1.2 THE DEMOGRAPHICS OF GERIATRIC CATS AND DOGS 1.2 THE DEMOGRAPHICS OF GERIATRIC CATS AND DOGS

In human medicine a large amount of actuarial information has been collected over many years by the insurance companies, and their increasing need to identify risk factors for disease is greatly improving the application of early screening and interpretation of results. The overall effect of these measures is to increase mean longevity by helping people to recognise and avoid risk factors such as obesity, high cholesterol intake, smoking, drugs and alcohol abuse.

In 1988 approximately 5% of the human population living in western civilisation were estimated to be over retirement age. In the UK 17% of people were over retirement age and this is anticipated to rise to above 20% by the year 2000 (Harrington 1988). In the USA it was estimated that 17% of dogs and cats were 'geriatric' (i.e. dogs over 10 years, cats over 12 years of age) (Mosier 1988).

A 'Market Facts Study' conducted in the USA in 1984 produced the following figures for animals presenting to veterinary surgeries:



Dogs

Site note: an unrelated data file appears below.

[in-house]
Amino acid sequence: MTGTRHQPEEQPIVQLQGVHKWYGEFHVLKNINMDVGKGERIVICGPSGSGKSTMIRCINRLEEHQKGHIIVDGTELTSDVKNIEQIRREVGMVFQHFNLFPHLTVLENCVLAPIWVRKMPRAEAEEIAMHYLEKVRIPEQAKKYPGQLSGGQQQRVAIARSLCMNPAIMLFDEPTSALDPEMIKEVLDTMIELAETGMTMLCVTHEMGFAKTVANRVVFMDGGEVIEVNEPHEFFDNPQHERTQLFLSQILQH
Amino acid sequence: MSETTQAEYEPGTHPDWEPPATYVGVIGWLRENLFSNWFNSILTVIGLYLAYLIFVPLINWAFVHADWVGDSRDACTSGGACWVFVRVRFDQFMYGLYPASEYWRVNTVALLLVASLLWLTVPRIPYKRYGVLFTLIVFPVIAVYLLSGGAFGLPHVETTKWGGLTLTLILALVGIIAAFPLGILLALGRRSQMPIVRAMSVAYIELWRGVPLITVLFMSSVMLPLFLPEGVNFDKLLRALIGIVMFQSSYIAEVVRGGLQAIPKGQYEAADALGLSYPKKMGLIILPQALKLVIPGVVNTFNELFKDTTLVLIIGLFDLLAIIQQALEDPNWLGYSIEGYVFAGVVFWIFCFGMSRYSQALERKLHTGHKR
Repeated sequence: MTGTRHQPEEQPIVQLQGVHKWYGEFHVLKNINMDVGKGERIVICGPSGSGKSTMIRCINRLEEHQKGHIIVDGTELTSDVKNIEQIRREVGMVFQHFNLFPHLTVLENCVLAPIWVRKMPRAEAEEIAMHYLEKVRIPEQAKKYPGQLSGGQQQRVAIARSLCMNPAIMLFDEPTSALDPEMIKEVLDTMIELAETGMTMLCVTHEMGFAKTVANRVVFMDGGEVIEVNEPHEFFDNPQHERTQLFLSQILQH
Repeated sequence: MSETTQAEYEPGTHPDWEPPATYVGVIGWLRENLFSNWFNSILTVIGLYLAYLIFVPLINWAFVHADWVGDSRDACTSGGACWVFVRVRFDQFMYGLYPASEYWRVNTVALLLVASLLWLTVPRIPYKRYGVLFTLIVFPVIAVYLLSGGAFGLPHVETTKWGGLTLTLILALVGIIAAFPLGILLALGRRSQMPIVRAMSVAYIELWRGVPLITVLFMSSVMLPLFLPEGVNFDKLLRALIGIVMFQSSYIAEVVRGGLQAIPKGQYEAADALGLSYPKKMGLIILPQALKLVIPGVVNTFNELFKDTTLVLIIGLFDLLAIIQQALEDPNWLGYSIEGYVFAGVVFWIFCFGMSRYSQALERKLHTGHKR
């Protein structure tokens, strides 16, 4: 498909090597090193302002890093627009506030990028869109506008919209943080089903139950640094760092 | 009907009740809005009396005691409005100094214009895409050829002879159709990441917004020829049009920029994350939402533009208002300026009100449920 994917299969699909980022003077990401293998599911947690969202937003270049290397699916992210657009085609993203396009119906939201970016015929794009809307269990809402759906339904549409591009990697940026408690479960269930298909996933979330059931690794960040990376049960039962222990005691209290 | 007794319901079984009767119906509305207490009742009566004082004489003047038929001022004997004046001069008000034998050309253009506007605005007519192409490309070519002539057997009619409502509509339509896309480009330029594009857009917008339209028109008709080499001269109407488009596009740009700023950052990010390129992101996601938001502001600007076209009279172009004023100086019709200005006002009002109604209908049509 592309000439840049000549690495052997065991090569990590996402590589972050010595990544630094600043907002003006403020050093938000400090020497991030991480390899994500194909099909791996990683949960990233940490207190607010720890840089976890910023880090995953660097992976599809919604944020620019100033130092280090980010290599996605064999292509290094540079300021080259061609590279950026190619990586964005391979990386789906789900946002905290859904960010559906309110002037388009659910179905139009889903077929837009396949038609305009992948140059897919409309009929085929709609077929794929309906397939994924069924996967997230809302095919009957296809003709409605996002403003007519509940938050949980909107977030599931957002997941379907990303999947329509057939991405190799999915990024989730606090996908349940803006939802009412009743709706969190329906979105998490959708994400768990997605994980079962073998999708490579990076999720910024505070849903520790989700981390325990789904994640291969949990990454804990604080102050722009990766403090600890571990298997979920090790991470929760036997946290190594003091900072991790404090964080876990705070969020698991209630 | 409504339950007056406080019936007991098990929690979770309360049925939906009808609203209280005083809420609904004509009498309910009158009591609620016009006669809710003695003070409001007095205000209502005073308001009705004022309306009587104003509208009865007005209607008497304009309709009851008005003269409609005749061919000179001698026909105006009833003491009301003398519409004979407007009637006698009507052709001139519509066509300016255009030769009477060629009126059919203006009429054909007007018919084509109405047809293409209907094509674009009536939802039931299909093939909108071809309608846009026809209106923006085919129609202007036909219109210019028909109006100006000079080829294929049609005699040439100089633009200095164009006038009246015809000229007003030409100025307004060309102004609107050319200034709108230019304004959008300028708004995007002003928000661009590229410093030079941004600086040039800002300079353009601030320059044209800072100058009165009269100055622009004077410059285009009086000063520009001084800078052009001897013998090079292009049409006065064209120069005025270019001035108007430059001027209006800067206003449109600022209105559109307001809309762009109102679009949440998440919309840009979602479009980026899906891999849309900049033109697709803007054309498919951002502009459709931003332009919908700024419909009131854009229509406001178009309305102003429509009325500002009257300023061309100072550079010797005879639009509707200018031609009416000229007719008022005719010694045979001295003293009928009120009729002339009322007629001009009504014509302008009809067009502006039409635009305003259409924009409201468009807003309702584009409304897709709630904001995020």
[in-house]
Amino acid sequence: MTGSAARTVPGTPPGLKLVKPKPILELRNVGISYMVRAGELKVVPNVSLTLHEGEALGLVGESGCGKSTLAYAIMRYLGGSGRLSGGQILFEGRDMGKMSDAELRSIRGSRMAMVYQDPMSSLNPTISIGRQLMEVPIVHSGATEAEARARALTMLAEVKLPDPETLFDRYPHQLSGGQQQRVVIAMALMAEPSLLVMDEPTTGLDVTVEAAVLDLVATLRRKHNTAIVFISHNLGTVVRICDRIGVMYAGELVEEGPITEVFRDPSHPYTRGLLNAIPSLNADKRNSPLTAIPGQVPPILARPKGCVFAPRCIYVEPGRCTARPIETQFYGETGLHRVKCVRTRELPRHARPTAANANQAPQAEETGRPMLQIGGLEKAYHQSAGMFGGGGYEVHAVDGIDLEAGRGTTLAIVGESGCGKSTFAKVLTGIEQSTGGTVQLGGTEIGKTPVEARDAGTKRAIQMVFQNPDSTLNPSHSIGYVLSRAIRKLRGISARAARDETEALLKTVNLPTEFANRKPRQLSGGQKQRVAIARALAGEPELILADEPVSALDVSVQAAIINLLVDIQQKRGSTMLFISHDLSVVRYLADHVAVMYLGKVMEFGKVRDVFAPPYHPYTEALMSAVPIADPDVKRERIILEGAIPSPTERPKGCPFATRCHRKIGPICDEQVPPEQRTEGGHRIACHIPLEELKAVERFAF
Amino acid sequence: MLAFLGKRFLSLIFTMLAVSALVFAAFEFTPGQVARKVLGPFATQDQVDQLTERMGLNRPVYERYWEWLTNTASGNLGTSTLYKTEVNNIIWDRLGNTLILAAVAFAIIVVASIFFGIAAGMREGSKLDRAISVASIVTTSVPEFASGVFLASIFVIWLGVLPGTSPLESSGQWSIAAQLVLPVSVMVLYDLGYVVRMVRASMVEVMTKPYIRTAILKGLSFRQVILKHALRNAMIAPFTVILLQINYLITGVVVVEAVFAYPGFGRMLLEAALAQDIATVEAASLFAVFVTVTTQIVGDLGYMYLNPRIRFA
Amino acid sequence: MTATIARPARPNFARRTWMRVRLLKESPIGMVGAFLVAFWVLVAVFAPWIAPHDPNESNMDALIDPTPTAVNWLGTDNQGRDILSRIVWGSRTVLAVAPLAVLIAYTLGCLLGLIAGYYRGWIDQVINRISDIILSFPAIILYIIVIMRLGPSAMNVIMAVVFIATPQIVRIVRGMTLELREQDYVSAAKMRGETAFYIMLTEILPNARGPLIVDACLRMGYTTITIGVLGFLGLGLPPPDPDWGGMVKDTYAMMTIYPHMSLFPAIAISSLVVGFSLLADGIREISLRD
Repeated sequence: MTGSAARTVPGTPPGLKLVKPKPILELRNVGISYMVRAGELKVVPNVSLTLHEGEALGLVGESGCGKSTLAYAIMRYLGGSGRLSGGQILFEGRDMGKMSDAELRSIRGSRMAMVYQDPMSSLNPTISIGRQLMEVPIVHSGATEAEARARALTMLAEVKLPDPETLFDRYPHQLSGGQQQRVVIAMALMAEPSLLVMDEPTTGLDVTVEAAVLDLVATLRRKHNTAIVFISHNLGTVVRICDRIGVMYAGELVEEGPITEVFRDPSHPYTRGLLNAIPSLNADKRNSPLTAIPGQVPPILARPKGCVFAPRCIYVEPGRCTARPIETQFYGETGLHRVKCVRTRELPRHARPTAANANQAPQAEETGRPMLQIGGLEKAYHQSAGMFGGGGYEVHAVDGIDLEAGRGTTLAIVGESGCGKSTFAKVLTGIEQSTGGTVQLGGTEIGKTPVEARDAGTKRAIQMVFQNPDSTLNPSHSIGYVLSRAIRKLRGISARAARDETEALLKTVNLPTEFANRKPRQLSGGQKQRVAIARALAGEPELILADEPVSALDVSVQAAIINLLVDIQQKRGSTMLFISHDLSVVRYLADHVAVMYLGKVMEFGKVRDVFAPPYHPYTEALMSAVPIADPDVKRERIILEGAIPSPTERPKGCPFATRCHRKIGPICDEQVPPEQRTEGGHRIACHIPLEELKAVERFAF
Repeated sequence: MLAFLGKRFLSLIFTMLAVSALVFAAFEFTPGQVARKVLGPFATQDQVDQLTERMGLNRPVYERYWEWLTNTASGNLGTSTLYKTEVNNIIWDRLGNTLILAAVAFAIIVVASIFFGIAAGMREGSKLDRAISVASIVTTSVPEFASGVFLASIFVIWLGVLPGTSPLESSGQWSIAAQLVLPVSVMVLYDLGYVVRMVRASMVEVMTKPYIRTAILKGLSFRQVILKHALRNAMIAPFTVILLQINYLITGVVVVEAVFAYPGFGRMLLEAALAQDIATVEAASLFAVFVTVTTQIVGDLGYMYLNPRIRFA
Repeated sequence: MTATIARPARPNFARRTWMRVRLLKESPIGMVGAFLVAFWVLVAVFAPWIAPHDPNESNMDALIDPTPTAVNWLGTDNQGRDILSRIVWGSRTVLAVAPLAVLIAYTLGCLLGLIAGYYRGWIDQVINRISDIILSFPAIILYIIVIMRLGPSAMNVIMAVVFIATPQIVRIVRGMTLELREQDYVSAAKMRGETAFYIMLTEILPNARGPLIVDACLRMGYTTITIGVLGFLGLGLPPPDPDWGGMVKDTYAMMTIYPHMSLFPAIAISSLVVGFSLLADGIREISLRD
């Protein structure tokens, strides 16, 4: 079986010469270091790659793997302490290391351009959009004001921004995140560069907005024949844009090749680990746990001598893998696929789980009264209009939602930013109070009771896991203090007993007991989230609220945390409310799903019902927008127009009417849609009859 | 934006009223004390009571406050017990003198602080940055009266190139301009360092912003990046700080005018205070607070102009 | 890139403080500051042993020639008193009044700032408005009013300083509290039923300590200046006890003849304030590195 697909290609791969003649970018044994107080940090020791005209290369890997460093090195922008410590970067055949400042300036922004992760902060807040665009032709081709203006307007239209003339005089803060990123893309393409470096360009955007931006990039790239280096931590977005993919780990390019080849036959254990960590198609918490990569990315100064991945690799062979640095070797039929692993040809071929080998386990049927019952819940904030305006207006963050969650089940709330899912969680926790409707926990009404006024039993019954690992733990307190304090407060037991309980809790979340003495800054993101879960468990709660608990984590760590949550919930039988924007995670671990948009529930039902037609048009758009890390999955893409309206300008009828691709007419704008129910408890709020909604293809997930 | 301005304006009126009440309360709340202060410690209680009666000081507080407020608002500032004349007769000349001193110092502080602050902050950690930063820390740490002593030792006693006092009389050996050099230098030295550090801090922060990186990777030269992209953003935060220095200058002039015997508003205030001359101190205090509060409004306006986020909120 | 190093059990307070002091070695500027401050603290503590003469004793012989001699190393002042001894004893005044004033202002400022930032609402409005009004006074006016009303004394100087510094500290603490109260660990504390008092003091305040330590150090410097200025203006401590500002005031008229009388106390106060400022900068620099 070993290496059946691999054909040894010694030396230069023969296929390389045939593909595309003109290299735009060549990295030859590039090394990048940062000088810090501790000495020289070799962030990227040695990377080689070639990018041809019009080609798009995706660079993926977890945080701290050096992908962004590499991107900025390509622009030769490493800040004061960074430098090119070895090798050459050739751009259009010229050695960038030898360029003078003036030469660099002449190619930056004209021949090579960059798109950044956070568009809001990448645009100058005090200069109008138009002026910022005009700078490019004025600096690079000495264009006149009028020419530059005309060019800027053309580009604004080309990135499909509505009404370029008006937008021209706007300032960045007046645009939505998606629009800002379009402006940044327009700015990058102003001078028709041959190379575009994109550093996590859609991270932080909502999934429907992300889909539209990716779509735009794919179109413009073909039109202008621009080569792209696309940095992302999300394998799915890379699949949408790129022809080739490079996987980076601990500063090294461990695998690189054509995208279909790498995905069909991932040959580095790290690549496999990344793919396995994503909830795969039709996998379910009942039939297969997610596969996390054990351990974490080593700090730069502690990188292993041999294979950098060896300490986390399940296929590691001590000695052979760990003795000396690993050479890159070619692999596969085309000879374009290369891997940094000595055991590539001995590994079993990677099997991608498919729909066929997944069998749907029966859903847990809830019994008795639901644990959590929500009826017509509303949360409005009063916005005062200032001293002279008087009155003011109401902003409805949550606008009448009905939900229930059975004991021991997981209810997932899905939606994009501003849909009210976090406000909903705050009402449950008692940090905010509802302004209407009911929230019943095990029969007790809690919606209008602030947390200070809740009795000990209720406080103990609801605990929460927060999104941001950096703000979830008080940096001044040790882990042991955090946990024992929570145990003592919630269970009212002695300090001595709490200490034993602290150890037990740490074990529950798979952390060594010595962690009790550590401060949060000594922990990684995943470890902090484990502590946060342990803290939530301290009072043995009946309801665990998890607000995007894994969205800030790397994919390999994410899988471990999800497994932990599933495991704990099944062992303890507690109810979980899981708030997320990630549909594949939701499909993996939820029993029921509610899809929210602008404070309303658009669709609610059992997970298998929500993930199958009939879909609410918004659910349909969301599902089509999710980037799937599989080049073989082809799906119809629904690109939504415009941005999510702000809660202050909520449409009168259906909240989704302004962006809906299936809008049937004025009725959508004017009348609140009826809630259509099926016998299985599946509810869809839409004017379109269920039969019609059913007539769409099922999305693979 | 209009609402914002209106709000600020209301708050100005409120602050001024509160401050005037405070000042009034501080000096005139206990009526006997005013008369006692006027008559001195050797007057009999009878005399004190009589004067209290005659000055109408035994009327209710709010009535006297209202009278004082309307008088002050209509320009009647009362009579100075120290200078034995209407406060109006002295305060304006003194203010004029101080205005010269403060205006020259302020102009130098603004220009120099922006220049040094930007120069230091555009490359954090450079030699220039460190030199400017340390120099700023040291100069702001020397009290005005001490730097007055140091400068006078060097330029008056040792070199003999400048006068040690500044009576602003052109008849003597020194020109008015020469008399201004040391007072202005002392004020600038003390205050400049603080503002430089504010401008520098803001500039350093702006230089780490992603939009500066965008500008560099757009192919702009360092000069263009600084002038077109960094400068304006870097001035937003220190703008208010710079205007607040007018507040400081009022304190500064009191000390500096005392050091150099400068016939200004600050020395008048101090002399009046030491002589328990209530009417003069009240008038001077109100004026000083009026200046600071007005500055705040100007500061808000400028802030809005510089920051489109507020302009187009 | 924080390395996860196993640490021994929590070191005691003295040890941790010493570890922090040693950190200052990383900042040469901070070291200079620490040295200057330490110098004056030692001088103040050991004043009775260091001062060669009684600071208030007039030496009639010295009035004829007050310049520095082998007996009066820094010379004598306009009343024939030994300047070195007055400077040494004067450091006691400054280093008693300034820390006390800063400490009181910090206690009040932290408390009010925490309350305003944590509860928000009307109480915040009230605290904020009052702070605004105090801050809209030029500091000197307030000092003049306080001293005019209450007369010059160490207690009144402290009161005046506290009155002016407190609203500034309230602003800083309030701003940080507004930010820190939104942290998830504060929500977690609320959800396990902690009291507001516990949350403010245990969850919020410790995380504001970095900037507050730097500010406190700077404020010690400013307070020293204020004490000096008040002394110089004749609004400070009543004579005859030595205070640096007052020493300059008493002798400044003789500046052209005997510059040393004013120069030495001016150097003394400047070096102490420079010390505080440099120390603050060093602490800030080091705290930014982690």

1 year old or less 16%
2-5 years 41%
6 years or more 43%


Cats
1 year old or less 25%
2-5 years 44%
6 years or more 31%


In the UK a survey of 6417 cats and 20786 dogs presented to the Small Animal Practice Teaching Unit (SAPTU) at Edinburgh University (1991) revealed the following figures for animals presented to them for first and second opinion services:



Dogs
Less than 1 year of age 19.4%
1-6 years 45.7%
7 years or more 34.9%


Cats
Less than 1 year of age 32.1%
1-6 years 40%
7 years or more 27.9%


Hence a significant number of animals presented to a veterinary surgery are in the 'old age' category.

The age distributions of dogs and cats from the SAPTU survey are shown in Figure 1.1 and Figure 1.2 respectively.